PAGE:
Jon and Rilla Lemon’s beautiful two-tone bubbletop Chevy is a rolling contradiction in terms. It’s a car that can fool you if you’re not really tuned in.
"Sometimes, I feel like I need a black-and-white striped shirt and a referee’s whistle so I can settle the arguments," Jon says, laughing.
The most obvious issue involves just what year the car really is. From the front, it appears to be a ’62 Biscayne; from the rear, it looks like a ’61 Impala. And it is both.
"I tell people it’s a ’61 1/2," said Lemon.
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Then there’s that 5-speed shifter and a clutch pedal, although the car has an automatic transmission. Lemon hopes someday to make the 5-speed manual a reality, but for now, he has fun asking people if they’ve ever felt a smoother clutch in their lives. (The pedal is held in place by a carburetor spring, so it is really easy to depress.)
Lemon found the car, a 1961 Impala Sport Coupe with the sought-after thin rear roof pillars and bubble-shaped rear glass, in 2001.
"It was in the front yard of a farm in Andover. The guy who had it had all the good cars inside a barn. They left the bubbletop sit out front from 1982 to 2001," he said. "It was just discarded."
The car had some serious rust issues. "The front end was gone rusted beyond belief," he said. But he still wanted it.
He had been driving a yellow 1961 Chevy 2-door sedan when he met his wife. "She did like the car before she liked me," Lemon confessed. He ended up owning two other ’61s over the years and drag raced two of them.
After Lemon made the deal on the bubbletop, he and his buddies, Larry Hoffman, Ron Dunagan, Larry Peterson, Wendel Lundstet, Jim Burdette and Duane Wickham, set about doing a complete frame-off restoration.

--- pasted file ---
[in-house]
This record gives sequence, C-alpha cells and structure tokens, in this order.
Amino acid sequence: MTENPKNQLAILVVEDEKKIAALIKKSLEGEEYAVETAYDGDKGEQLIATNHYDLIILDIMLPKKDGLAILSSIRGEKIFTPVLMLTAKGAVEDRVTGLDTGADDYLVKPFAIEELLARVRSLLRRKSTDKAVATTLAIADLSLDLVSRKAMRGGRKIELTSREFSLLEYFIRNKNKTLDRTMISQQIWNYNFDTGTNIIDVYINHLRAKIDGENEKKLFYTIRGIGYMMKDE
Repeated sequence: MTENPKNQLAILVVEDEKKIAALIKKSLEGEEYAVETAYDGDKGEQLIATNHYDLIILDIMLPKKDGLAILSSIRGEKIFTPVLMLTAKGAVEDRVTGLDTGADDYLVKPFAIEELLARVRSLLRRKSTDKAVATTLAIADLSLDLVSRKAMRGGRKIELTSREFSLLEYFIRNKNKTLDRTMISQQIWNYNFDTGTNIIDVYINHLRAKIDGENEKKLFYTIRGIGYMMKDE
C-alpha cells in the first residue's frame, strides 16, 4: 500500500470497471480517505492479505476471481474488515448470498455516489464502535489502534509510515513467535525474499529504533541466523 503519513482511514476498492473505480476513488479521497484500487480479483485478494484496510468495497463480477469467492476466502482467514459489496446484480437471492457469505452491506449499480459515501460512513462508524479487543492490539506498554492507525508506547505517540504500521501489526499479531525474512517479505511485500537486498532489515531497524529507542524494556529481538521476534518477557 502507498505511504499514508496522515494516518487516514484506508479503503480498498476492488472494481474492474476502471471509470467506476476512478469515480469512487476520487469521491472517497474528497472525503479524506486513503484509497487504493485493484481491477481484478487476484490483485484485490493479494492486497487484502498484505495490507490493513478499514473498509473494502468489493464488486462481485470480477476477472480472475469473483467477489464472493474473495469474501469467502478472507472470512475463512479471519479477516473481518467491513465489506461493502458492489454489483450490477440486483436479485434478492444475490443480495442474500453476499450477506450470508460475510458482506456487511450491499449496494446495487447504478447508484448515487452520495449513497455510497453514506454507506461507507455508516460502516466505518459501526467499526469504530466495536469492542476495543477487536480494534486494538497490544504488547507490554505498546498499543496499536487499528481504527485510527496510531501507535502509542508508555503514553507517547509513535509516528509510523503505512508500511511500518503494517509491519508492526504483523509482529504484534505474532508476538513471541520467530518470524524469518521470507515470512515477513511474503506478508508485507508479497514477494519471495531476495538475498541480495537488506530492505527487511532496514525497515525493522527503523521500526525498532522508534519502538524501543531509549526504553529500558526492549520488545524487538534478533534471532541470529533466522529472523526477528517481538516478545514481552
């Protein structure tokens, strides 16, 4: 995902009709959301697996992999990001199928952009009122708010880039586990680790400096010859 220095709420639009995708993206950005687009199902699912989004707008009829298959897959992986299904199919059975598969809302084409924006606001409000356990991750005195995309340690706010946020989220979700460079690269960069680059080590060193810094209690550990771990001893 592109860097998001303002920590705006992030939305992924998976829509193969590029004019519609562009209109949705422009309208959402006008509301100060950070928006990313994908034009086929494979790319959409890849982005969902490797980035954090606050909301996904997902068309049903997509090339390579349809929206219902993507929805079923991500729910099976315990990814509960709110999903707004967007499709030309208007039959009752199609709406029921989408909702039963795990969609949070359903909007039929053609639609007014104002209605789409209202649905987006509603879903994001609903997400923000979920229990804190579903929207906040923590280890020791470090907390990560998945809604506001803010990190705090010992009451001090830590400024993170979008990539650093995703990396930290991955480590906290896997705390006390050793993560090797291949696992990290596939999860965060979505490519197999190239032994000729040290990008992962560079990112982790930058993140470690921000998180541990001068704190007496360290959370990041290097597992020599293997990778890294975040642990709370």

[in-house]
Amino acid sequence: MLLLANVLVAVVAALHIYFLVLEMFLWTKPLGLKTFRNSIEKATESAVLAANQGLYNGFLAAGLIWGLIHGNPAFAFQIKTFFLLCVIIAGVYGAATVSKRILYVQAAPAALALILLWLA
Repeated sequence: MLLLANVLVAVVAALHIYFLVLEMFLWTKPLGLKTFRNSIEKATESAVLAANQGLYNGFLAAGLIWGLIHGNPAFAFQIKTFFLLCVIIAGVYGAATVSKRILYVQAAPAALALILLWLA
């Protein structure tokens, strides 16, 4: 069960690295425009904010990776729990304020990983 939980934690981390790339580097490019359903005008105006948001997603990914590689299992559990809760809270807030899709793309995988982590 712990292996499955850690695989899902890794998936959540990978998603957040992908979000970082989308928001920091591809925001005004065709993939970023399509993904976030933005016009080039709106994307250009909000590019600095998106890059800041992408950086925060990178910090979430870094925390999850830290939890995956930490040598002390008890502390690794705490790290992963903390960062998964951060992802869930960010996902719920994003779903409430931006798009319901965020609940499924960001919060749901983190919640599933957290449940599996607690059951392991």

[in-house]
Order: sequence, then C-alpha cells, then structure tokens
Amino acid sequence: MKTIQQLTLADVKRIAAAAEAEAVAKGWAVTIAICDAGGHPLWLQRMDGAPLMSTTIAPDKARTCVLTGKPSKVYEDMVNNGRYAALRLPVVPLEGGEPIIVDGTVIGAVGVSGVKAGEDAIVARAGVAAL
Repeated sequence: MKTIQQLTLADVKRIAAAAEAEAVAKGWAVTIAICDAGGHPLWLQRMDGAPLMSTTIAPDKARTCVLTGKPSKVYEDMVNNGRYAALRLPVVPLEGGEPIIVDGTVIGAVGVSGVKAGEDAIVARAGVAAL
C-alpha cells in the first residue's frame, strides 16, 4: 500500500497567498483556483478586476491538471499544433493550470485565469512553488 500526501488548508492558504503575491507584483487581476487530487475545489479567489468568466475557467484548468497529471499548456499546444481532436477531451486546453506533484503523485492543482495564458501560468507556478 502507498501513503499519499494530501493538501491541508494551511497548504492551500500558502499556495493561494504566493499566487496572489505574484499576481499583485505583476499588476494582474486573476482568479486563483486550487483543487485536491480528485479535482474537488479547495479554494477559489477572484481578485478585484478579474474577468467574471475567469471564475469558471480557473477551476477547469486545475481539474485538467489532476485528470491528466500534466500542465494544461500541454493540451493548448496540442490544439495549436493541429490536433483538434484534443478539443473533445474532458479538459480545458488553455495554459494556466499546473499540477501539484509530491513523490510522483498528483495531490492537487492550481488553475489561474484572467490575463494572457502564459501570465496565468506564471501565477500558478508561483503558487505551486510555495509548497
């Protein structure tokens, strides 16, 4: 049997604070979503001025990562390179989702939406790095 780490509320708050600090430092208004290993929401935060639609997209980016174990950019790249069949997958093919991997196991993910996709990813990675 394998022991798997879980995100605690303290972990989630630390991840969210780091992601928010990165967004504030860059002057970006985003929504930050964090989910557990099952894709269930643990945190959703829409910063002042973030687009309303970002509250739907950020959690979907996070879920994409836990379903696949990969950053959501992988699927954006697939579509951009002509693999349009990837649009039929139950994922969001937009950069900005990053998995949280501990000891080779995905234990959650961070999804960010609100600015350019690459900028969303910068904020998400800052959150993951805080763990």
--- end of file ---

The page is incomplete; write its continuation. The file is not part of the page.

But the rotisserie he planned to use was tied up in another project, so he and his crew went to Plan B.
"We took the body off the car. We rolled this thing over on a mattress in Mulvane and I brought the frame home to build it here," he said.
Wickham repaired the rusted-out floor boards and rocker panels, installed a flat-panel firewall and did the needed body work, including shaved door handles and windshield wipers.
"I just happened to have a ’62 Biscayne front clip sitting around, so we decided to use that," Lemon said.
The fenders, hood, grille and bumper bolted right on, he said.
The original 283 V-8 engine and Powerglide transmission were scrapped in favor of something a little newer and more reliable.
"It has a ’94 LT1 motor out of a sheriff’s detective’s car," Lemon said.
The fuel injected 350 engine produces 295 horsepower, which is delivered to the rear end via a 4L60E transmission.
Aside from a set of Corvette pulleys, the engine remains basically stock. Exhaust is handled by a set of pipes and Flowmaster mufflers crafted by Kevin Kaiser of American Muffler.
The chassis was set up using a set of 2-inch lowered spindles, chopped ’62 coils and a Speedway Motors front disc brake kit. In the rear, ’62 Impala coil springs were relieved of two coils, with air lift bags installed to level the car when it’s loaded.
Thanks to the X-frame chassis, Lemon was able to fit really big wheels and tires on his bubbletop without clearance problems. A set of 245 by 45 by 20 Nittos mounted on 20-inch American Racing Torq Thrust wheels are found on the back, while Cragar wheels up front carry 235 by 45 by 17 Nittos.
Rilla Lemon got to choose both the wheels and the paint color for the bubbletop. Not surprisingly, she opted for a 1964 Chevy Goldwood Yellow color for the body, with the roof painted a House of Color basecoat metallic silver. The finish work on the paint job was handled by Classics Auto Works of Sedgwick.
Inside, Jon Lemon decided he wanted to keep ’61 Chevy style upholstery on the seats, but use the ’62 Chevy door panel design. Dale Bybee accommodated him, using gray vinyl and charcoal-colored leather inserts for a super-clean look.
The dash got a custom aluminum insert filled with Auto Meter Pro Comp gauges. A 14-inch Billet Specialties steering wheel with a half-leather wrap was bolted to an ididit tilt steering column. A Fischer air conditioning unit was installed under the passenger-side kickup of the dash.
"I built it to go down the road," says Lemon, who has logged 16,000 miles on the bubbletop since it was completed in 2005, including several lengthy road trips to Good Guys regional car shows.
Just to be on the safe side, he keeps a technical manual detailing all the differences between 1961 and 1962 Chevies in the trunk, to settle any disputes that arise over the car’s unusual heritage.